JOSHUA TREVIÑO, AUSTIN Putin has declared war on Ukraine. The sun rises upon a new world. The great peace is ended. Now the things our fathers and grandfathers did are the things our children will do.
War In Ukraine
TALLINN According to the Estonian intelligence services, the level of internal repression in Russia is now so high was to warrant direct comparison with the Soviet Union. Repressive measures have spiked in inverse relation to Putin’s popularity. This is no longer the “managed democracy” that characterized Putin’s early years. It is rapidly becoming something much darker.
TALLINN The friendship between China and Russia, say Estonian spies, is nothing more than a masterfully crafted facade. The real situation is distrust and competition. We present an extract from their annual yearbook, published today.
JOSHUA TREVIÑO, AUSTIN Tambov, Petliura, the Chechens, the Forest Brothers, the Polish Home Army, the OUN—and on and on. All crushed. Insurgency is an illusory policy option.
The Cosmopolitan Globalists speak to Vladislav Davidzon and Olga Tokariuk in Kyiv about the mood in Ukraine, how prepared Ukraine is to repel a Russian invasion, what it needs from the West, and what they think might be ahead.
VLADISLAV DAVIDZON, KYIV The Viking who defeated the Odessa mafia and erected a runestone.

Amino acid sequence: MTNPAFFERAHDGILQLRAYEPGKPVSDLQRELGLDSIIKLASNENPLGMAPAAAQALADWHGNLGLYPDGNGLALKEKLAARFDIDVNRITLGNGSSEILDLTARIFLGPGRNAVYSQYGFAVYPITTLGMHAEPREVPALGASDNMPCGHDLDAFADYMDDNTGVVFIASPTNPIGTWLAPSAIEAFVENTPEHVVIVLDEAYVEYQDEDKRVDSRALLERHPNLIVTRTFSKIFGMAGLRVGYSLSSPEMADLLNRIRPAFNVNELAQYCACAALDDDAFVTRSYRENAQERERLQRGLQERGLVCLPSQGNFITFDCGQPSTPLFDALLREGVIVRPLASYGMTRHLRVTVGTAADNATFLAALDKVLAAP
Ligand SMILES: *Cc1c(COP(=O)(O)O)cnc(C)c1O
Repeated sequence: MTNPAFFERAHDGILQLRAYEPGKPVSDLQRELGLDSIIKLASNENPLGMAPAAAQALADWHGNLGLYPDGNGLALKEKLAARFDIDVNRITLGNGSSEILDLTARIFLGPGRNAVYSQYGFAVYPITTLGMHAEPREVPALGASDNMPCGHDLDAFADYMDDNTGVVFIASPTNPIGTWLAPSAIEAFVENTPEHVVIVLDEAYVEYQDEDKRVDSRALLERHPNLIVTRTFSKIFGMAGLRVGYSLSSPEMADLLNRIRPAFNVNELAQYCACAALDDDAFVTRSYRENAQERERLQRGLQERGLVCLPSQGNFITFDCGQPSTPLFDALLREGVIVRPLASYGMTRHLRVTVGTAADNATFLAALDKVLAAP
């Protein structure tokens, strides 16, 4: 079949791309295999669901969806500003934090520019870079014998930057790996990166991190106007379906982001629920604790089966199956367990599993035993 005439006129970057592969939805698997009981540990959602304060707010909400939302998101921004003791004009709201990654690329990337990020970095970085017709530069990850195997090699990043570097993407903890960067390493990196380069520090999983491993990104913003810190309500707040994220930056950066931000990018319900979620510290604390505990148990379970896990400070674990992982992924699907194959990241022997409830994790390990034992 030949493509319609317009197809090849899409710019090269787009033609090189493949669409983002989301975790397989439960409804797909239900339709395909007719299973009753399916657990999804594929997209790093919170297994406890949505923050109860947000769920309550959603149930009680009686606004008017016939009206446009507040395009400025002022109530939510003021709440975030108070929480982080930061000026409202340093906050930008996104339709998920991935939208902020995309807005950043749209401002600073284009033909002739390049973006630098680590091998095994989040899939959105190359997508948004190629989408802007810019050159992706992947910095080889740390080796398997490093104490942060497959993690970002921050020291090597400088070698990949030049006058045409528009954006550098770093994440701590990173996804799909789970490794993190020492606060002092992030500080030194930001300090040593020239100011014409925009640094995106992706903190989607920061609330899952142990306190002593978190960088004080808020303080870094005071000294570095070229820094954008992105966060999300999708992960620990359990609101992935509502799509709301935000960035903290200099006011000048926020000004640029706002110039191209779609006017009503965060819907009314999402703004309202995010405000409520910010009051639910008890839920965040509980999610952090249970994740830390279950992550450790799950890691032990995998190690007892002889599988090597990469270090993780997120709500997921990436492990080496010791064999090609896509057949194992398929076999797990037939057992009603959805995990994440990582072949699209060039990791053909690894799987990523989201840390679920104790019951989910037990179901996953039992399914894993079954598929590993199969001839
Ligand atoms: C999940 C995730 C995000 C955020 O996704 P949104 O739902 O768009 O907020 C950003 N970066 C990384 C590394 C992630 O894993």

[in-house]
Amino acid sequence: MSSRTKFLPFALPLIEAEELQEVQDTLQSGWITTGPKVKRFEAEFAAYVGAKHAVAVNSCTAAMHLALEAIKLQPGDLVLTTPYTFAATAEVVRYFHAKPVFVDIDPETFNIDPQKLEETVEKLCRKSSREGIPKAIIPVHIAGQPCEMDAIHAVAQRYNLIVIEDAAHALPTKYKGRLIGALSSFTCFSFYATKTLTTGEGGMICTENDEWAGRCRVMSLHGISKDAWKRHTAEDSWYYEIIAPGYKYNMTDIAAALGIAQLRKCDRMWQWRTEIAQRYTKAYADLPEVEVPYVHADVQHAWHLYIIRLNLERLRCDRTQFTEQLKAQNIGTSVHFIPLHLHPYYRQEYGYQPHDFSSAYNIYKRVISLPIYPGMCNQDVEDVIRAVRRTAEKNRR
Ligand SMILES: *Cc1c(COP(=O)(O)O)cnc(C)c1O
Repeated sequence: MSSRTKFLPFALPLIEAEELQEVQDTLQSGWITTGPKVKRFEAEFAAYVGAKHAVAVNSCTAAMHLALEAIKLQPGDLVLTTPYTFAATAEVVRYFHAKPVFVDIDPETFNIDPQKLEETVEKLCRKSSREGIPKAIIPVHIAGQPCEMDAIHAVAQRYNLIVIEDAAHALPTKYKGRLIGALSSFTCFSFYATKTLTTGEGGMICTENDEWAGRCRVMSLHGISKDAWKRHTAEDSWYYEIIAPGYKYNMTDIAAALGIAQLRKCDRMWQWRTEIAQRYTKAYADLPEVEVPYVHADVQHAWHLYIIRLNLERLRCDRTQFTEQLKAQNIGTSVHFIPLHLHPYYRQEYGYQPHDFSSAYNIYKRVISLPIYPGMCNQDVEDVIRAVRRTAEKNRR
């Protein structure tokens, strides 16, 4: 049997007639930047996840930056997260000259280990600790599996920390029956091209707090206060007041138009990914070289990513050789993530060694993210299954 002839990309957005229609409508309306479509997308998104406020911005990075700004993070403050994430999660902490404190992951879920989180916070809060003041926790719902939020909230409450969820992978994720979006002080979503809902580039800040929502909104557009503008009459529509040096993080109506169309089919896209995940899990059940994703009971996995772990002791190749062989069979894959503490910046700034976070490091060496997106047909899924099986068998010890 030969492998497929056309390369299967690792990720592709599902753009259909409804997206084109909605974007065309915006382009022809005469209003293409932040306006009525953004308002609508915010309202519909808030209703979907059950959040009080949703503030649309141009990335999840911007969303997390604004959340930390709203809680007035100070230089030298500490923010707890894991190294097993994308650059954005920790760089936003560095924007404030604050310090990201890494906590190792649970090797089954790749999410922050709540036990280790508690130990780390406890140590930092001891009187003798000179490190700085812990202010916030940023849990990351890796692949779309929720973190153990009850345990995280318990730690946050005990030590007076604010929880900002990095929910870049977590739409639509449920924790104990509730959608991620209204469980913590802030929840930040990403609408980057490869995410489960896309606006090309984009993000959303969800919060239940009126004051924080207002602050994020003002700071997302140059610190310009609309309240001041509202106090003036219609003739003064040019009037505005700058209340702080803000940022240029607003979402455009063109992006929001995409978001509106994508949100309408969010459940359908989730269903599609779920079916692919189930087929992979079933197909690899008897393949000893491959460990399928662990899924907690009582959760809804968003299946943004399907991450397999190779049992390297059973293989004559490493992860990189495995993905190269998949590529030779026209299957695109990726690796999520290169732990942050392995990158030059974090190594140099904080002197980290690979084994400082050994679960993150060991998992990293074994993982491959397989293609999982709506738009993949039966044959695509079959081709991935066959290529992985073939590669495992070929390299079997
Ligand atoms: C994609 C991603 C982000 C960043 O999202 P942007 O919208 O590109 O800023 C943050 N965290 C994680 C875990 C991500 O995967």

DAVID PATRIKARAKOS, LONDON Putin, despite his fastidiously calibrated democratic laminate, is a true totalitarian. He doesn’t just want control of your business or your politics. He comes for your senses: Russian troops aren’t in eastern Ukraine. They never invaded Crimea. What you saw you did not see.
JOSHUA TREVIÑO, AUSTIN A Russian invasion of Ukraine—especially but not only if followed by the promised Western-backed Ukrainian insurgency—is a direct challenge to the American victories in both 1945 and 1989-1991. We owe it to our fathers and grandfathers to safeguard what they won.
VIVEK Y. KELKAR, MUMBAI Russian troops and tanks are unnerving the US and Europe on the borders of Ukraine while China looms over the South China Sea and Pacific. Vladimir Putin and Xi Jinping appear to have their interests aligned and their alliance secure. But who really holds the cards in that relationship?
NICOLAS TENZER, PARIS The West has failed to grasp the deeply ideological nature of contemporary Putinism. We must understand its nature, scope, and goals. We cannot confront a threat we don’t understand.